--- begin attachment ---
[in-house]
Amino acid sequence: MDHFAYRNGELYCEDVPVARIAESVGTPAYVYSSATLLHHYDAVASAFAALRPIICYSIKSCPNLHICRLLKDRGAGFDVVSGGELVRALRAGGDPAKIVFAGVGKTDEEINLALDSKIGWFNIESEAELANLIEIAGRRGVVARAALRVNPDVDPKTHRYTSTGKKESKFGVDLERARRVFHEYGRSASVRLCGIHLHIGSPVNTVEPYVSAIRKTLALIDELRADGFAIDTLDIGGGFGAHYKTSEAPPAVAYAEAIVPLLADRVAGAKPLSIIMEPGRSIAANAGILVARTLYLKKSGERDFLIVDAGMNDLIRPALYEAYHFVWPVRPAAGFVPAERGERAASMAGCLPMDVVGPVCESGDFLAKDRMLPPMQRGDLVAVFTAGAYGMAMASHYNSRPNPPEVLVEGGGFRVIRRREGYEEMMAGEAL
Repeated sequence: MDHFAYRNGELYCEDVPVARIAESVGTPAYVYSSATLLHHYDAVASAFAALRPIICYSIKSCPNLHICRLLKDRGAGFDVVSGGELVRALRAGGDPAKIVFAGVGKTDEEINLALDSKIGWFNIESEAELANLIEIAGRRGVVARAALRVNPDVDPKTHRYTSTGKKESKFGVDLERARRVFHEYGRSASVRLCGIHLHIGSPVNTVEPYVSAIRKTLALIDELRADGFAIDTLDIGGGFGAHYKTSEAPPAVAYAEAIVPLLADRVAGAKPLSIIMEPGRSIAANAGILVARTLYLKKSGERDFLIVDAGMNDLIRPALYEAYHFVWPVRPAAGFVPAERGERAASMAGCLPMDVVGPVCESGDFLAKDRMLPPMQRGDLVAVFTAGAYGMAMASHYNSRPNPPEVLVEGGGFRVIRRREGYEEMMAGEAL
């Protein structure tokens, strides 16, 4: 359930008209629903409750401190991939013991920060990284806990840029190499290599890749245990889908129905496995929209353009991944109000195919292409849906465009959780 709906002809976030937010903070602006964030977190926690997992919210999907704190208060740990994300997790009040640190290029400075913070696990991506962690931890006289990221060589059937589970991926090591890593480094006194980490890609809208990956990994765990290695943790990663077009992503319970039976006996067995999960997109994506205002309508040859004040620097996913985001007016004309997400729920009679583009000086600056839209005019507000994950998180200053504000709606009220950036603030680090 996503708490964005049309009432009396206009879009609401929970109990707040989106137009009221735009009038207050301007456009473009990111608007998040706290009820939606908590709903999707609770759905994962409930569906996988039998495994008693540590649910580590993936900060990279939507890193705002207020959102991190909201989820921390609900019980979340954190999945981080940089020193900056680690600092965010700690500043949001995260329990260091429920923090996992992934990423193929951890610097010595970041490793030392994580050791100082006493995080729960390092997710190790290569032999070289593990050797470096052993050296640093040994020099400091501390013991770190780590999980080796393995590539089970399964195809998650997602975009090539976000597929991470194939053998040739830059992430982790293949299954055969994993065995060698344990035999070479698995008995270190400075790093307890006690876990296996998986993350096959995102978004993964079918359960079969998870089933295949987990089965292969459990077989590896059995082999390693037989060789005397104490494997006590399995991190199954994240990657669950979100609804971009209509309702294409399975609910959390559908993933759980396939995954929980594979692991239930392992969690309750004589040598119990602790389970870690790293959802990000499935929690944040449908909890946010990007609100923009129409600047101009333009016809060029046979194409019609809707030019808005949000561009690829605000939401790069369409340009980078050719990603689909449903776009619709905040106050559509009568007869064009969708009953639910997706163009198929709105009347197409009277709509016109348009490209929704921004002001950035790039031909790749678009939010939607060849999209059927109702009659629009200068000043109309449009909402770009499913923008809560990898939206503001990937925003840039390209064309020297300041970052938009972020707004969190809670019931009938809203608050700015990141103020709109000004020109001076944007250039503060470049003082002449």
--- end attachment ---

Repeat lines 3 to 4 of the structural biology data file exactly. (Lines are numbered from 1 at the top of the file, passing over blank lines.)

Repeated sequence: MDHFAYRNGELYCEDVPVARIAESVGTPAYVYSSATLLHHYDAVASAFAALRPIICYSIKSCPNLHICRLLKDRGAGFDVVSGGELVRALRAGGDPAKIVFAGVGKTDEEINLALDSKIGWFNIESEAELANLIEIAGRRGVVARAALRVNPDVDPKTHRYTSTGKKESKFGVDLERARRVFHEYGRSASVRLCGIHLHIGSPVNTVEPYVSAIRKTLALIDELRADGFAIDTLDIGGGFGAHYKTSEAPPAVAYAEAIVPLLADRVAGAKPLSIIMEPGRSIAANAGILVARTLYLKKSGERDFLIVDAGMNDLIRPALYEAYHFVWPVRPAAGFVPAERGERAASMAGCLPMDVVGPVCESGDFLAKDRMLPPMQRGDLVAVFTAGAYGMAMASHYNSRPNPPEVLVEGGGFRVIRRREGYEEMMAGEAL
């Protein structure tokens, strides 16, 4: 359930008209629903409750401190991939013991920060990284806990840029190499290599890749245990889908129905496995929209353009991944109000195919292409849906465009959780 709906002809976030937010903070602006964030977190926690997992919210999907704190208060740990994300997790009040640190290029400075913070696990991506962690931890006289990221060589059937589970991926090591890593480094006194980490890609809208990956990994765990290695943790990663077009992503319970039976006996067995999960997109994506205002309508040859004040620097996913985001007016004309997400729920009679583009000086600056839209005019507000994950998180200053504000709606009220950036603030680090 996503708490964005049309009432009396206009879009609401929970109990707040989106137009009221735009009038207050301007456009473009990111608007998040706290009820939606908590709903999707609770759905994962409930569906996988039998495994008693540590649910580590993936900060990279939507890193705002207020959102991190909201989820921390609900019980979340954190999945981080940089020193900056680690600092965010700690500043949001995260329990260091429920923090996992992934990423193929951890610097010595970041490793030392994580050791100082006493995080729960390092997710190790290569032999070289593990050797470096052993050296640093040994020099400091501390013991770190780590999980080796393995590539089970399964195809998650997602975009090539976000597929991470194939053998040739830059992430982790293949299954055969994993065995060698344990035999070479698995008995270190400075790093307890006690876990296996998986993350096959995102978004993964079918359960079969998870089933295949987990089965292969459990077989590896059995082999390693037989060789005397104490494997006590399995991190199954994240990657669950979100609804971009209509309702294409399975609910959390559908993933759980396939995954929980594979692991239930392992969690309750004589040598119990602790389970870690790293959802990000499935929690944040449908909890946010990007609100923009129409600047101009333009016809060029046979194409019609809707030019808005949000561009690829605000939401790069369409340009980078050719990603689909449903776009619709905040106050559509009568007869064009969708009953639910997706163009198929709105009347197409009277709509016109348009490209929704921004002001950035790039031909790749678009939010939607060849999209059927109702009659629009200068000043109309449009909402770009499913923008809560990898939206503001990937925003840039390209064309020297300041970052938009972020707004969190809670019931009938809203608050700015990141103020709109000004020109001076944007250039503060470049003082002449």